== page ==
Director: David Ayer
Cast: Jake Gyllenhaal, Michael Pena, Anna Kendrick, America Ferrera, Natalie Martinez, Cody Horn, Frank Grillo, David Harbour, Candace Smith
Runtime: 1 hr 49 mins
Rating: M18 (Coarse Language And Violence)
Released By: Golden Village Pictures
Opening Day: 18 October 2012
Synopsis: A drama centered on the long-term friendship and partnership between two cops.
No one in the last decade has made them gritty cop dramas quite like David Ayer, whose name you will find behind genre classics like ‘Training Day’, ‘Harsh Times’ and ‘Street Kings’. At the risk of being typecast, Ayer returns to the genre once again with ‘End of Watch’, a buddy cop movie set in one of the toughest precincts of Los Angeles’ South Central neighbourhood – and his return to familiar ground (more so given that he had grown up in the hood) sees him at his personal best, delivering a searing cop story that is riveting and heartfelt.
Too many Hollywood fictionalisations of the LAPD have portrayed it as corrupt and inefficient – even Ayer’s ‘Training Day’ is guilty of the same cliché – but ‘End of Watch’ thankfully doesn’t fall back on the same narrative conventions. Indeed, its two protagonists whom we watch as they go about their daily patrolling duties – Brian Taylor (Jake Gyllenhaall) and Mike Zavala (Michael Pena) – are just regular cops on mean streets, the latter’s lethal concoction of dope running, gang wars and rampant poverty making it one hell of a job for even two street-smart officers like Brian and Mike.
They represent the unsung heroes of the LAPD, and Ayer’s portrait of them here is dignified yet realistic. He deliberately avoids playing up their heroics even when he can – a daring rescue of three children trapped in a burning house is an excellent case in point – but isn’t afraid to show them bending the rules – in one notable scene, Mike removes his service weapon and dukes it out mano-a-mano with a belligerent citizen (Everton Lawrence) who refuses to play easy. Rather, Ayer aims for a straightforward, almost documentary-like, telling that lets his audience be the judge.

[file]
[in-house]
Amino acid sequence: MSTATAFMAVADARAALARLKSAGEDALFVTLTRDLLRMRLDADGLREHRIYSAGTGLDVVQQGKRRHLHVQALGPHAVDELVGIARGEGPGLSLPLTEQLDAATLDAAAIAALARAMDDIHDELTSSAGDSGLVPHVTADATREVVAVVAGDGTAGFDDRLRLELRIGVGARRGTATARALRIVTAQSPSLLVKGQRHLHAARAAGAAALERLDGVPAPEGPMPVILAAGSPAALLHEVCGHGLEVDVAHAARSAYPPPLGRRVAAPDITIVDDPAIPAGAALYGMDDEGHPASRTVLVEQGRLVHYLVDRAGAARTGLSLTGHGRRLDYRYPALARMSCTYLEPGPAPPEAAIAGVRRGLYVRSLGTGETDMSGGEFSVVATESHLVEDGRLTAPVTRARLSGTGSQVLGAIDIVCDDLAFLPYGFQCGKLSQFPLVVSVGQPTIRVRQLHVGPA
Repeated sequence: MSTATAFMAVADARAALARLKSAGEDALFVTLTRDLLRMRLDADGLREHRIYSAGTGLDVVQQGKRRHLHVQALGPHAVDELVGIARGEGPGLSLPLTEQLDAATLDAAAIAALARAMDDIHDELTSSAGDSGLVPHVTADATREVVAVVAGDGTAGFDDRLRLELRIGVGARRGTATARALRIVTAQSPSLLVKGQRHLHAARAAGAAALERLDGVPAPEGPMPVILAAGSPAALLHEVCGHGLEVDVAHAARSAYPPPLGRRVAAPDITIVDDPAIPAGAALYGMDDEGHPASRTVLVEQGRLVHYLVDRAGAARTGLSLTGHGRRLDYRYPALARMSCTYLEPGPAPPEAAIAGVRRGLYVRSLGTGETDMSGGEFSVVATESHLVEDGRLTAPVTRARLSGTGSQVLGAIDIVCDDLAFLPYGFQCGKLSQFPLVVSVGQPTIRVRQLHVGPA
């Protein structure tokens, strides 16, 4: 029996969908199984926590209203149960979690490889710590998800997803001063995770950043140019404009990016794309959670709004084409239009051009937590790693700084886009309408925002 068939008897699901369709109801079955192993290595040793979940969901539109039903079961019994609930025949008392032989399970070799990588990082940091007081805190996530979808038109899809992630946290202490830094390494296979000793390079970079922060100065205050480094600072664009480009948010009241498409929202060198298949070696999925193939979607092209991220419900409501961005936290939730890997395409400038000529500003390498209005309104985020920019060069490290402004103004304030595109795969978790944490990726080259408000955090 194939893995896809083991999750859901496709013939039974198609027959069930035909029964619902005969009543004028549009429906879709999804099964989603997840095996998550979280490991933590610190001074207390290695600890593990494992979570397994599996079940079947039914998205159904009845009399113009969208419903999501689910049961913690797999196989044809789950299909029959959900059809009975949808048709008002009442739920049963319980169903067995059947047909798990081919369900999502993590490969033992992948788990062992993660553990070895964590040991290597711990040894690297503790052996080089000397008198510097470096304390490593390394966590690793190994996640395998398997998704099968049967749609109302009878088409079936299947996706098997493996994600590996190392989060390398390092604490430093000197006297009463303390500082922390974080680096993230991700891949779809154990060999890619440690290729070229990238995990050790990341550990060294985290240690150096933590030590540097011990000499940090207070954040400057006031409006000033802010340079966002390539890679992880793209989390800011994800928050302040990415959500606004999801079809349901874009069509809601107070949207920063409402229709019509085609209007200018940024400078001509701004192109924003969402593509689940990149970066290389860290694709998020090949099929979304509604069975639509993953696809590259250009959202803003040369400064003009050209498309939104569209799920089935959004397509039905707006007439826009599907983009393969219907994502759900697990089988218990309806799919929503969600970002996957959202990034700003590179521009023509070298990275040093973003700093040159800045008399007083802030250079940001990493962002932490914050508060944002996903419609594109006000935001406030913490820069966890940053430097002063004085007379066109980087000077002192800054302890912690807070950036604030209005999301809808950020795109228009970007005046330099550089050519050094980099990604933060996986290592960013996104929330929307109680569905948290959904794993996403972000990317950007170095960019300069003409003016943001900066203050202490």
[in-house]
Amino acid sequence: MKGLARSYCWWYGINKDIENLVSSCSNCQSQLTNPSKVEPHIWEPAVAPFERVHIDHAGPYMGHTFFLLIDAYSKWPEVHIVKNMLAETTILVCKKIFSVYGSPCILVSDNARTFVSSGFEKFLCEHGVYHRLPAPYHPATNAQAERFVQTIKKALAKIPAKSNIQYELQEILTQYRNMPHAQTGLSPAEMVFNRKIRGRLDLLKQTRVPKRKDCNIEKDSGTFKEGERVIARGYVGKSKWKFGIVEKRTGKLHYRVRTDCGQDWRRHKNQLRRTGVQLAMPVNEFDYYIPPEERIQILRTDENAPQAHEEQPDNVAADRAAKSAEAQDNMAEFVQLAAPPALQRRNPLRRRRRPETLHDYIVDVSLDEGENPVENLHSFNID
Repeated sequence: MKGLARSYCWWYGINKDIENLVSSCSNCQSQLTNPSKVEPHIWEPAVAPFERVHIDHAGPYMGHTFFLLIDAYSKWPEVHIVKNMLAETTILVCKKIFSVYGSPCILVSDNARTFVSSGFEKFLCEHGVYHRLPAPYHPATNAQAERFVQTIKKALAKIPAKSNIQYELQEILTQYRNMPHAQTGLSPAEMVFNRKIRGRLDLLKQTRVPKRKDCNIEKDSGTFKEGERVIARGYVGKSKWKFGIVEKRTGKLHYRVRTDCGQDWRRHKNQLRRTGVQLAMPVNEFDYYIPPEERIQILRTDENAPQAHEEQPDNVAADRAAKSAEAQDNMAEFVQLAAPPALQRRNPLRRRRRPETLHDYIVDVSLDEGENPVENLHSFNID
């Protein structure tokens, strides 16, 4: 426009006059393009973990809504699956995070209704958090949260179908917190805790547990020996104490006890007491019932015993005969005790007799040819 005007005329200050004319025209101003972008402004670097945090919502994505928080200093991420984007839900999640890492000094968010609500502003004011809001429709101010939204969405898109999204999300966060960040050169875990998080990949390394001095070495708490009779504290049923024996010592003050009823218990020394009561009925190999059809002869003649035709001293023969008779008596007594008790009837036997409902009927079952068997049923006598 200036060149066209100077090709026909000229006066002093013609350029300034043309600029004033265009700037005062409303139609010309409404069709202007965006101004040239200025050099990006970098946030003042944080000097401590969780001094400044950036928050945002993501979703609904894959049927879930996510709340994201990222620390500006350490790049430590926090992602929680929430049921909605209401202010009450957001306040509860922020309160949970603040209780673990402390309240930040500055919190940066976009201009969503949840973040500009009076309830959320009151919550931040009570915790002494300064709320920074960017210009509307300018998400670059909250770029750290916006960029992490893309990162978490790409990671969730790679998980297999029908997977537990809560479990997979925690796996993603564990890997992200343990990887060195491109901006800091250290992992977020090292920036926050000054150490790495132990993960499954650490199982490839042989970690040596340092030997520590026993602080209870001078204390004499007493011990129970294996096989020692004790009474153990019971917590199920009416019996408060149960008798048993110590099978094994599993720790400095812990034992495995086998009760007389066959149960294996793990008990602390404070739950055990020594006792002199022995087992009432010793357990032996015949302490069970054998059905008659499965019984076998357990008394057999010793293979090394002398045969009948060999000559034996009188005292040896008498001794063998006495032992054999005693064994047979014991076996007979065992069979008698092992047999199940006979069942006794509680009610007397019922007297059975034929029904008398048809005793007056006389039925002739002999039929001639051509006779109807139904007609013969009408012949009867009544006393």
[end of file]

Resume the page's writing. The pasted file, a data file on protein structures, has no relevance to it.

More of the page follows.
Central to the tale is the camaraderie between Brian and Mike – the former an ex-Marine with a tendency to take charge and barrel into any situation; the latter a born and bred home boy more easygoing but no less ready to dive into the thick when the situation demands – and a lot of time especially in the first two-thirds of the movie is spent listening to the back and forth between the pair while cruising in their squad car. Their conversations revolve around anything and everything, and through their banter, we come not just to care and fear for them but also to respect the bond that exists between them – not just a simple one of brotherhood, but one strong enough to make either lay down his life for the other.
Like real cops too, both have families to go back too, and Ayer spends some time acquainting us with their personal lives as well. While Mike is looking forward to the birth of his first child with his teenage sweetheart of a wife Gabby (Natalie Martinez), Brian is looking to tie the knot with Janet (Anna Kendrick) – and some of the more heartfelt talk between them has the former sharing his experience as a married man with the latter.